Dimitroulopoulou C, Ashmore M, Byrne M, Kinnersley R. Modelling of indoor exposure to nitrogen dioxide in the UK. Atmos Environ. 2001;35:269–79.

  10. 10.

    Yamanaka S. Decay rates of nitrogen oxides in a typical Japanese living room. Environ Sci Technol. 1985;18:566–70.

  11. 11.

    Lee K, Xue J, Geyh AS, Özkaynak H, Leaderer BP, Weschler CJ, et al. Nitrous acid, nitrogen dioxide, and ozone concentrations in residential environments. Environ Health Perspect. 2002;110:145–9.

  12. 12.

    Lee K, Levy JI, Yanagisawa Y, Spengler JD, Billick IH. The Boston residential nitrogen dioxide characterization study: classification and prediction of indoor NO2 exposure. J Air Waste Manag Assoc. 1998;48:736–42.

  13. 13.

    Graham SE, McCurdy T. Developing meaningful cohorts for human exposure models. J Expo Anal Environ Epidemiol. 2004;14:23–43.

  14. 14.

    Leech JA, Nelson WC, Burnett RT, Aaron S, Raizenne ME. It’s about time: a comparison of Canadian and American time-activity patterns. J Expo Anal Environ Epidemiol. 2002;12:427–32.

  15. 15.

    US EPA. US EPA Exposure Factors Handbook 2011 Edition (Final Report), U.S. Environmental Protection Agency: Washington, DC. 2011

  16. 16.

    US EPA. US EPA Descriptive Statistics Tables from a Detailed Analysis of the National Human Activity Pattern Survey (NHAPS) Data, U.S. Environmental Protection Agency: Las Vegas, NV, 1996.

  17. 17.

    Allen RW, Adar SD, Avol E, Cohen M, Curl CL, Larson T, et al. Modeling the residential infiltration of outdoor PM2.5 in the Multi-Ethnic Study of Atherosclerosis and Air Pollution (MESA Air). Environ Health Perspect. 2012;120:824–30.

  18. 18.

    Cohen MA, Adar SD, Allen RW, Avol E, Curl CL, Gould T, et al. Approach to estimating participant pollutant exposures in the Multi-Ethnic Study of Atherosclerosis and Air Pollution (MESA Air). Environ Sci Technol. 2009;43:4687–93.

  19. 19.

    Kaufman JD, Adar SD, Allen RW, Barr RG, Budoff MJ, Burke GL, et al. Prospective study of particulate air pollution exposures, subclinical atherosclerosis, and clinical cardiovascular disease: The Multi-Ethnic Study of Atherosclerosis and Air Pollution (MESA Air). Am J Epidemiol. 2012;176:825–37.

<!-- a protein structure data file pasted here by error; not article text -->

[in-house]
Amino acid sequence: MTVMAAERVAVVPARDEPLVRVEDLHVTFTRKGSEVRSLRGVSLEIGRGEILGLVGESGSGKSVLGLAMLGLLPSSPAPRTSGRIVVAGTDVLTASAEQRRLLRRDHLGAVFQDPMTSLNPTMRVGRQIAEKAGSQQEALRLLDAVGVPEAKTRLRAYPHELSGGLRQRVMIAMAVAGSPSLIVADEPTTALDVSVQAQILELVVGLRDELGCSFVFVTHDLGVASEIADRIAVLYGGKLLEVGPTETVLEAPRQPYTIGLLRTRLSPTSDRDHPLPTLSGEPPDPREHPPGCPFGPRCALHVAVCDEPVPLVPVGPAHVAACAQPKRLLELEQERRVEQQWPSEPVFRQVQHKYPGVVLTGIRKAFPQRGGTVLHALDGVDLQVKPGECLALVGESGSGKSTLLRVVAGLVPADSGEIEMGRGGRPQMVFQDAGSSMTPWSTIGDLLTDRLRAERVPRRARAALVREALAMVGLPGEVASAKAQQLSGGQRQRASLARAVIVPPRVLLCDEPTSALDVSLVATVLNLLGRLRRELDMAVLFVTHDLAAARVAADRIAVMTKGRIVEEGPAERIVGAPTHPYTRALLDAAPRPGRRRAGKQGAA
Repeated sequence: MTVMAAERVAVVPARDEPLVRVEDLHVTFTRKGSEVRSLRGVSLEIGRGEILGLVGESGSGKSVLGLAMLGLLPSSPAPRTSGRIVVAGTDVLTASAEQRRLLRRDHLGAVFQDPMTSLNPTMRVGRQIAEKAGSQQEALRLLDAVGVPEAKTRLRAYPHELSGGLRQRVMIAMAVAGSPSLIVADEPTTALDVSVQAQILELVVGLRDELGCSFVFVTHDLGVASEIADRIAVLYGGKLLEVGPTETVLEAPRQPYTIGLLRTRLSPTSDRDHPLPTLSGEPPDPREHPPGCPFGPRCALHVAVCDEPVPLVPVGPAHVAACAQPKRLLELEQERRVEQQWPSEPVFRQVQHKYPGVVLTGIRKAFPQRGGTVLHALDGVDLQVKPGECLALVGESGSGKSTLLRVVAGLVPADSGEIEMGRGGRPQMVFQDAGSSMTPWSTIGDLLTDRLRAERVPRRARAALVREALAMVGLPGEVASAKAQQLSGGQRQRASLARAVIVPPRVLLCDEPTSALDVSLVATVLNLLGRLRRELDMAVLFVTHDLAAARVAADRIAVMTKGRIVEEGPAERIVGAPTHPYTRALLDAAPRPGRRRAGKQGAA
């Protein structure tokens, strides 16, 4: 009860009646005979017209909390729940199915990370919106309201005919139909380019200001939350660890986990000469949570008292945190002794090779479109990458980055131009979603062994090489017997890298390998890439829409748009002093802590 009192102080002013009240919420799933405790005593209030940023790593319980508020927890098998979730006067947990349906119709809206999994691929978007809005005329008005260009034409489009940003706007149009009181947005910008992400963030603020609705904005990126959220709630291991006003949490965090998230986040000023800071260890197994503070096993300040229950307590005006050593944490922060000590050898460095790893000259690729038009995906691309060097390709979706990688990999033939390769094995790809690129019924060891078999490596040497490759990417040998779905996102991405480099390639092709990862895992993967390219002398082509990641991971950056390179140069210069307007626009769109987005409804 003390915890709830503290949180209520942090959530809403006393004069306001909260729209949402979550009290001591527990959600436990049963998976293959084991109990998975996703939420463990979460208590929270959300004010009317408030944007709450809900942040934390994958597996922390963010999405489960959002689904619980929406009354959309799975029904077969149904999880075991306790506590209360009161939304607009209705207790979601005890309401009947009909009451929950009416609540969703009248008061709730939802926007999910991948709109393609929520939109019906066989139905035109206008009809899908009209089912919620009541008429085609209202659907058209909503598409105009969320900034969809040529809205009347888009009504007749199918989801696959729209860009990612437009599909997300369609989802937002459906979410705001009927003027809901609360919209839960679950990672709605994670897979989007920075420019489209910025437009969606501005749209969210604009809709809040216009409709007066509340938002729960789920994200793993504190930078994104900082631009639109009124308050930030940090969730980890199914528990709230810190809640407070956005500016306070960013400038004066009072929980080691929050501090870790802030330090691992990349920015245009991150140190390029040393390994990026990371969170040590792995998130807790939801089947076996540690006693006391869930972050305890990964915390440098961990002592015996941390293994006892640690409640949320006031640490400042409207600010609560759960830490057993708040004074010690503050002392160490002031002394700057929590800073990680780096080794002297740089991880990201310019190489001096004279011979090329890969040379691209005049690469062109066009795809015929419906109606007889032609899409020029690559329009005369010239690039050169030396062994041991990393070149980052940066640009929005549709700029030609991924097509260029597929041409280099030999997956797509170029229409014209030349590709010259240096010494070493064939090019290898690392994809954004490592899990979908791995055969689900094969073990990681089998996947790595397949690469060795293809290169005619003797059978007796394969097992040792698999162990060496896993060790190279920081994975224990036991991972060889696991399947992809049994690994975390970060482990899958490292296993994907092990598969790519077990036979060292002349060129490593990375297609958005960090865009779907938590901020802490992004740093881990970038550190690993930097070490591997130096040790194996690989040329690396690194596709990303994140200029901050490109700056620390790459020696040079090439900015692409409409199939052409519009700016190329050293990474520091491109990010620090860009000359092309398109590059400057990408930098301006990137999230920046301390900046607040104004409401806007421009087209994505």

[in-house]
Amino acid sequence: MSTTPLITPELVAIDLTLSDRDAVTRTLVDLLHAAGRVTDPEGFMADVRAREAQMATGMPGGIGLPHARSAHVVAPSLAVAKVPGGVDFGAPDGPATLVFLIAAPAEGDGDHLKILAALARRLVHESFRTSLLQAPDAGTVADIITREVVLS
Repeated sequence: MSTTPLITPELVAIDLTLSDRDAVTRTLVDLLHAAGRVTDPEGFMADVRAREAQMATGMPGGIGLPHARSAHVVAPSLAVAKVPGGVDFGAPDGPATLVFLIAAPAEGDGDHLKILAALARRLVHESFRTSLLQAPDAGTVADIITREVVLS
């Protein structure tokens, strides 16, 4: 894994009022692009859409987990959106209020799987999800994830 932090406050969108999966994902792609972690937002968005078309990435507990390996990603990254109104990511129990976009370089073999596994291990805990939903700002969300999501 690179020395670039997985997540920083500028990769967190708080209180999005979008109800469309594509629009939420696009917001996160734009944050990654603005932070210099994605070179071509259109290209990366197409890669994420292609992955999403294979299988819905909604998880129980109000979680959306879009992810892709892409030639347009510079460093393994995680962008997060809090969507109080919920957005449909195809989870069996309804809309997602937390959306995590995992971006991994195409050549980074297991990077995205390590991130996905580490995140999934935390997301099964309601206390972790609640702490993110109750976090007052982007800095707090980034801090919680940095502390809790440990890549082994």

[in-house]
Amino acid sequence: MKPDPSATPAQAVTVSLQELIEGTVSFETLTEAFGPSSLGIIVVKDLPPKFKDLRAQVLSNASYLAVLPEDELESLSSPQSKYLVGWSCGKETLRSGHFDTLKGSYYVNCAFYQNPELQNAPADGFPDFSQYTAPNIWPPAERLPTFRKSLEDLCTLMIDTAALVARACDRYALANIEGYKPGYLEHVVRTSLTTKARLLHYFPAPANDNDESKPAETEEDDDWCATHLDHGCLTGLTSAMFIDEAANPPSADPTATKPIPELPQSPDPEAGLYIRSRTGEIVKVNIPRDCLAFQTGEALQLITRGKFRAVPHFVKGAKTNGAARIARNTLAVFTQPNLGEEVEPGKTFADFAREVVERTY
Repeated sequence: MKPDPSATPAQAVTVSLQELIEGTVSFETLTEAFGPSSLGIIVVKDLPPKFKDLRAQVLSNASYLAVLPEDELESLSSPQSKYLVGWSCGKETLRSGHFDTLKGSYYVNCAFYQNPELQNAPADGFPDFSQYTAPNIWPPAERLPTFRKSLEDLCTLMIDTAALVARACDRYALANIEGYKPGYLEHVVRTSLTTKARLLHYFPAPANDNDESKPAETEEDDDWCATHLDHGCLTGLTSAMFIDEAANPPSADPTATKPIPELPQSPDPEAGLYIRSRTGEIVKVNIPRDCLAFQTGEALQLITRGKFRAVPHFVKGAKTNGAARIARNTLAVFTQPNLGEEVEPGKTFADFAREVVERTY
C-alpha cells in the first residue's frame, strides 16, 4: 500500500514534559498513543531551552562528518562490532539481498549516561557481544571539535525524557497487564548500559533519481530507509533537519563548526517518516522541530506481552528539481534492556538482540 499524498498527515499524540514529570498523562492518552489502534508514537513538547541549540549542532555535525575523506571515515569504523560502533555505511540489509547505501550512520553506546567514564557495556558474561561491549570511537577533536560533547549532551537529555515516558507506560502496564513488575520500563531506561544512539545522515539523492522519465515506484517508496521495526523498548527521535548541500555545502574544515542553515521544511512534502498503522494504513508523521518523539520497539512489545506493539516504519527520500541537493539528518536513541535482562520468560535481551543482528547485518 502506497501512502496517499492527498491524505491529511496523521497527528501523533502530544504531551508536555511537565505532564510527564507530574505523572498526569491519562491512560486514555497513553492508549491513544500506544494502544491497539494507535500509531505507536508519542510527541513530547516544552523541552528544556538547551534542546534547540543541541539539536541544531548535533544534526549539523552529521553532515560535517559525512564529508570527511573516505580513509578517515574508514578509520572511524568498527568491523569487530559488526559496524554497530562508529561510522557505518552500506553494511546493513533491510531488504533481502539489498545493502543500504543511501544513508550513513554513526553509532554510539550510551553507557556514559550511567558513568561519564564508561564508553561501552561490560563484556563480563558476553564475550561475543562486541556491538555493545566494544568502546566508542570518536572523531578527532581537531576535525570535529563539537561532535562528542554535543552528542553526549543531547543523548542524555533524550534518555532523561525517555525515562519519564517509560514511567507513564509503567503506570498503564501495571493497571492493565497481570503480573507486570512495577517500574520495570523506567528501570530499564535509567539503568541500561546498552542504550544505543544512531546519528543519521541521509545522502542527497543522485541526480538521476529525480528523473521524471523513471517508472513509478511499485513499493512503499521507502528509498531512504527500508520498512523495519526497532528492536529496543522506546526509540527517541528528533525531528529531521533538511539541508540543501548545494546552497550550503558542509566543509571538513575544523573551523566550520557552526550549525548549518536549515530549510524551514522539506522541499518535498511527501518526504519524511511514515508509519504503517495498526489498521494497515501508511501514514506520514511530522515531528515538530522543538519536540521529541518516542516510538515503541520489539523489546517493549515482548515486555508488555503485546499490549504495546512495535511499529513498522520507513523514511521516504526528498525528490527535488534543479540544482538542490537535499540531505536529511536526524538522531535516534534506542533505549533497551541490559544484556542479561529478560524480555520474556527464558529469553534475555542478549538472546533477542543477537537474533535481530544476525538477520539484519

20. 20.

    Kaufman JD, Adar SD, Barr RG, Budoff M, Burke GL, Curl CL, et al. Association between air pollution and coronary artery calcification within six metropolitan areas in the USA (the Multi-Ethnic Study of Atherosclerosis and Air Pollution): a longitudinal cohort study. Lancet. 2016;6736:1–9.

  21. 21.

    Chan CC, Ozkaynak H, Spengler JD, Sheldon L. Driver exposure to volatile organic compounds, CO, ozone, and NO2 under different driving conditions. Env Sci Technol. 1991;25:964–72.

  22. 22.

    Westerdahl D, Fruin S, Sax T, Fine PM, Sioutas C. Mobile platform measurements of ultrafine particles and associated pollutant concentrations on freeways and residential streets in Los Angeles. Atmos Environ. 2005;39:3597–610.

  23. 23.

    Weichenthal S, Van Ryswyk K, Kulka R, Sun L, Wallace L, Joseph L. In-vehicle exposures to particulate air pollution in Canadian Metropolitan areas: the urban transportation exposure study. Environ Sci Technol. 2015;49:597–605.

  24. 24.

    Baxter LK, Dionisio KL, Burke J, Ebelt Sarnat S, Sarnat JA, Hodas N, et al. Exposure prediction approaches used in air pollution epidemiology studies: key findings and future recommendations. J Expo Sci Environ Epidemiol. 2013;23:654–9.

  25. 25.

    Ragettli MS, Tsai MY, Braun-Fahrländer C, de Nazelle A, Schindler C, Ineichen A, et al. Simulation of population-based commuter exposure to NO2 using different air pollution models. Int J Environ Res Public Health. 2014;11:5049–68.